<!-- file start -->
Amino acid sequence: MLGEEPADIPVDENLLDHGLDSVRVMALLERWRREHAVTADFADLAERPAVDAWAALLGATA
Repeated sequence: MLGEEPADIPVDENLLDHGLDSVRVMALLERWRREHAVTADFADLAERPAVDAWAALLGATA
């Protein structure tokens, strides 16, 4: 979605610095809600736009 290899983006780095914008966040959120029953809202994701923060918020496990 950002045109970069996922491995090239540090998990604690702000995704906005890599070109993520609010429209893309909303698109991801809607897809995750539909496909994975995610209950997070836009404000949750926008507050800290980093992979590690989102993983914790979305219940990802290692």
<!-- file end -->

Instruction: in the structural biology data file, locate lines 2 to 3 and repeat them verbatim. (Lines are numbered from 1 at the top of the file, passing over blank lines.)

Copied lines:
Repeated sequence: MLGEEPADIPVDENLLDHGLDSVRVMALLERWRREHAVTADFADLAERPAVDAWAALLGATA
């Protein structure tokens, strides 16, 4: 979605610095809600736009 290899983006780095914008966040959120029953809202994701923060918020496990 950002045109970069996922491995090239540090998990604690702000995704906005890599070109993520609010429209893309909303698109991801809607897809995750539909496909994975995610209950997070836009404000949750926008507050800290980093992979590690989102993983914790979305219940990802290692």